I got the message through to Britanny Maynard.She either wouldn’t listen to me or she was too far gone for the Ketogenic diet to help her.I contacted her on Twitter/Facebook.Everytime I hear or read about someone with cancer I Google their name and I usually find them on Twitter/Facebook and I tell them they should Google:Ketogenic diet cancer.
I just now got your Nov 25 response, thank you for responding, and I did not know until now you had commented back in October. I have an aunt who recently turned 70, and a couple of years ago I told her about coconut oil and my low carb regimen I’ve been doing for a while. The coconut especially interested her, and after about 6 months of cooking with it she told me about how much healthier she had become, more energy, an overall better feeling of health, she cooks her eggs in it for breakfast and sautees vegetables with it, etc etc, and she lost about 25 pounds, give or take a few, to boot. She also uses it for her skin and said her skin has really responded well. I always like to hear things like that – that something so easy can make such a big difference in our health – and I was able to spread the word. I’ve noticed coconut oil has gone up in the grocery stores, I wonder if it is catching on?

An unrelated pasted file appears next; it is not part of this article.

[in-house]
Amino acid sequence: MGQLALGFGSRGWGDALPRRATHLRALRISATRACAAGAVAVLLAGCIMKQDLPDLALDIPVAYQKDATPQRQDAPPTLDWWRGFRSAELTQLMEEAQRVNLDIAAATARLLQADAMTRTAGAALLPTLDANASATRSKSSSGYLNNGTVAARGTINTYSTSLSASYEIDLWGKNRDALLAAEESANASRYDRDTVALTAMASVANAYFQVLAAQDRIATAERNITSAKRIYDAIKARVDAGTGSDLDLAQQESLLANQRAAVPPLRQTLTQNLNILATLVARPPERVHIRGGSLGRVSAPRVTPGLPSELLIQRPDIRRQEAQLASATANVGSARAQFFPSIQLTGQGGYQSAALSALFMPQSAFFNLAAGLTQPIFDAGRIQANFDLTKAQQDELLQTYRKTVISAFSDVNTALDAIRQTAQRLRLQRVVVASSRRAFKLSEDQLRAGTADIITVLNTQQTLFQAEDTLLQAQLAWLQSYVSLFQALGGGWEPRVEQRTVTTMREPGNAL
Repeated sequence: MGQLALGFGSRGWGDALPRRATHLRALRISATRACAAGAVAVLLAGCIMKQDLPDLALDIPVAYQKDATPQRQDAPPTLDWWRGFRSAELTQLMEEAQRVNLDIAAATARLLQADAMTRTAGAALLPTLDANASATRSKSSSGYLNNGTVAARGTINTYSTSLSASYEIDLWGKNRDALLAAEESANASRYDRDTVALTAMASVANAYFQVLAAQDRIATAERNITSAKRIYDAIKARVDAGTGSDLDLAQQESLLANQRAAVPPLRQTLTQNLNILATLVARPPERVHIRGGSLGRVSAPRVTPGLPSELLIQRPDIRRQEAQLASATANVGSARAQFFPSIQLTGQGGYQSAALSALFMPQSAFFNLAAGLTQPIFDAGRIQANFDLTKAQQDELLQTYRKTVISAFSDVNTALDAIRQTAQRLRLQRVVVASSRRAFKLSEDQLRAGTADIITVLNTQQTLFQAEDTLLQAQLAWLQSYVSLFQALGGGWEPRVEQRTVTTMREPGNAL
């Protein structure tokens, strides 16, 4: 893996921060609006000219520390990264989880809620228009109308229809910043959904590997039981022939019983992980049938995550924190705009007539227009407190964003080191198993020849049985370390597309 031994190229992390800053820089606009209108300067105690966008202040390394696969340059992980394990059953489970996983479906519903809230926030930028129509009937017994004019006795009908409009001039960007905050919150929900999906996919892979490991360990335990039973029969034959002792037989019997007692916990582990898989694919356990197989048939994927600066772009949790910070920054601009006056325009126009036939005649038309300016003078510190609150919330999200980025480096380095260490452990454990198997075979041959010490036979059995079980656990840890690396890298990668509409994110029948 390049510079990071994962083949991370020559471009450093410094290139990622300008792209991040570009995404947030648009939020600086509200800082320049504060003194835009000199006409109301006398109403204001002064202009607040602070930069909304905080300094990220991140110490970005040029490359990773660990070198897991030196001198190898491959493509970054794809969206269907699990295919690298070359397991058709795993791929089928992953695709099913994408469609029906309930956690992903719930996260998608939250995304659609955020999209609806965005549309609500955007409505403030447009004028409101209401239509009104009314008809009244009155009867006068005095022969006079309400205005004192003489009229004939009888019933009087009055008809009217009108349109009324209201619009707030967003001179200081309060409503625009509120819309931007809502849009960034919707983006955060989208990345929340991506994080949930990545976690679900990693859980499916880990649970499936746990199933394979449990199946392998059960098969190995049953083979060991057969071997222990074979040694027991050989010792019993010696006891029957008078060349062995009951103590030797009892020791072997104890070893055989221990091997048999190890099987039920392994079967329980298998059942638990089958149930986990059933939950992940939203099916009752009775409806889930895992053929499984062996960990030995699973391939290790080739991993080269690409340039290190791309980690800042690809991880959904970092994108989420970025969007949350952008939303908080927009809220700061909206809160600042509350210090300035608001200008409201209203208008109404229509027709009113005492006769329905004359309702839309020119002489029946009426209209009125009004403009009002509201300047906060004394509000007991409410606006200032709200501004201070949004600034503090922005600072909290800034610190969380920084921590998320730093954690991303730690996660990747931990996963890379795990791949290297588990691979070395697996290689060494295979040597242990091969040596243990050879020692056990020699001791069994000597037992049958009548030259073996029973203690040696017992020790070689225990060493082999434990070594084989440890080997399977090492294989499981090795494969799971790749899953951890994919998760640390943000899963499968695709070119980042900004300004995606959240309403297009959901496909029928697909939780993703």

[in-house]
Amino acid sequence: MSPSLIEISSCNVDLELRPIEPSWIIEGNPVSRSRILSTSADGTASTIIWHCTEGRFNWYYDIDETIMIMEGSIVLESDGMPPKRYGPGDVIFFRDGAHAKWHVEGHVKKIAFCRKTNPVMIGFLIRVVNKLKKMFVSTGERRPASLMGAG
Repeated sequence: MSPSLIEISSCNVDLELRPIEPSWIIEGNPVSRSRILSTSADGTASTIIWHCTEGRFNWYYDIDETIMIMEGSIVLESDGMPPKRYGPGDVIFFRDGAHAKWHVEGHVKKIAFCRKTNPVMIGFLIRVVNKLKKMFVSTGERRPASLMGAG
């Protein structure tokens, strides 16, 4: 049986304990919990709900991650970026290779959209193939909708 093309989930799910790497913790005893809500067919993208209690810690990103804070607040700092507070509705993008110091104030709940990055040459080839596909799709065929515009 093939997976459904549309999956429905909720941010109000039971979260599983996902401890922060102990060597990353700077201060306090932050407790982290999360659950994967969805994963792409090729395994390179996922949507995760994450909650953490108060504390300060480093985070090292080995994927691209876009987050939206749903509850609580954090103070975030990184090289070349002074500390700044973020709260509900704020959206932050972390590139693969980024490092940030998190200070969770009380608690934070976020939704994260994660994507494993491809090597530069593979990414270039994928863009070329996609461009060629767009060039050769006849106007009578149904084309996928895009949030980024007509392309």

You may have already read this, but google and find ‘The Oiling of America’, it’s easy to find, and it tells some really astounding information – starting with the diets of Americans in the early 1900’s, – people ate meats, and bacon, and animal fat, and real butter – cancer and heart attacks and artery disease were practically unheard of. Then along came cheap margarine, huge profits, and other vegetable oils – and then a flawed study ‘proving’ that animal fats were bad and the ‘answer’ was the vegetable oils, and then the profits, politics, big business, lobbying, outright misinformation, eventually even swaying organizations such as the AMA over into the misinformation and outright lies. To this day, most of my friends still think that saturated oil is bad and will cause heart disease, that eggs will give you cholesterol and clog your arteries, that eating fat will make you fat, etc etc. It’s a real challenge to try and set them straight,, as we’ve been hammered for decades with slick commercials, and even the medical community telling us that we should reduce the fat and eat lots of carbs, (the food pyramid) although the mainstream medical information is slowly coming around and the word is getting out – mostly through various studies – that people on reduced carb, / high fat diets are quite healthy – contradicting decades of conventional thinking. The Oiling of America is a really detailed, and well documented and footnoted writing, I think you can buy it as a book, but I have found the text files, and pdf formats of it for free quite easily. It’s a real eye opener. You and your readers may already know about it, and maybe you’ve already blogged about it, but in any case, it crossed my mind and I thought I’d mention it. I’ll check back from time to time, take care!